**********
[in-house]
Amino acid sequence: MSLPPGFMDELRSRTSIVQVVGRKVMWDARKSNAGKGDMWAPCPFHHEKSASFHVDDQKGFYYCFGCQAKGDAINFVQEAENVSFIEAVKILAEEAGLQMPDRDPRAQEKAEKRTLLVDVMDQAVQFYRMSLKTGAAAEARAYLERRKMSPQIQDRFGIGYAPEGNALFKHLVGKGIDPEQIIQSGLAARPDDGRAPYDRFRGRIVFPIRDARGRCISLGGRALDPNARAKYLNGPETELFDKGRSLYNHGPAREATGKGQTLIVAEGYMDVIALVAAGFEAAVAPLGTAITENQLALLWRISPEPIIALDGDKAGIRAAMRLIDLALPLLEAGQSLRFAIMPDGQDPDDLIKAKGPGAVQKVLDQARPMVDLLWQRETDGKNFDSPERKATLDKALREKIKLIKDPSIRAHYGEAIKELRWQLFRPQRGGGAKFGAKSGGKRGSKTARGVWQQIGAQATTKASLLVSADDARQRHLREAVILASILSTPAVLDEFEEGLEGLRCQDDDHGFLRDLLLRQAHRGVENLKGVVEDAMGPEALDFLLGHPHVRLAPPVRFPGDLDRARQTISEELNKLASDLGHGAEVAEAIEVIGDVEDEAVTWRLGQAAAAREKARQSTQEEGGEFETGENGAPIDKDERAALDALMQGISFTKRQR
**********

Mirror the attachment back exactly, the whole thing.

[in-house]
Amino acid sequence: MSLPPGFMDELRSRTSIVQVVGRKVMWDARKSNAGKGDMWAPCPFHHEKSASFHVDDQKGFYYCFGCQAKGDAINFVQEAENVSFIEAVKILAEEAGLQMPDRDPRAQEKAEKRTLLVDVMDQAVQFYRMSLKTGAAAEARAYLERRKMSPQIQDRFGIGYAPEGNALFKHLVGKGIDPEQIIQSGLAARPDDGRAPYDRFRGRIVFPIRDARGRCISLGGRALDPNARAKYLNGPETELFDKGRSLYNHGPAREATGKGQTLIVAEGYMDVIALVAAGFEAAVAPLGTAITENQLALLWRISPEPIIALDGDKAGIRAAMRLIDLALPLLEAGQSLRFAIMPDGQDPDDLIKAKGPGAVQKVLDQARPMVDLLWQRETDGKNFDSPERKATLDKALREKIKLIKDPSIRAHYGEAIKELRWQLFRPQRGGGAKFGAKSGGKRGSKTARGVWQQIGAQATTKASLLVSADDARQRHLREAVILASILSTPAVLDEFEEGLEGLRCQDDDHGFLRDLLLRQAHRGVENLKGVVEDAMGPEALDFLLGHPHVRLAPPVRFPGDLDRARQTISEELNKLASDLGHGAEVAEAIEVIGDVEDEAVTWRLGQAAAAREKARQSTQEEGGEFETGENGAPIDKDERAALDALMQGISFTKRQR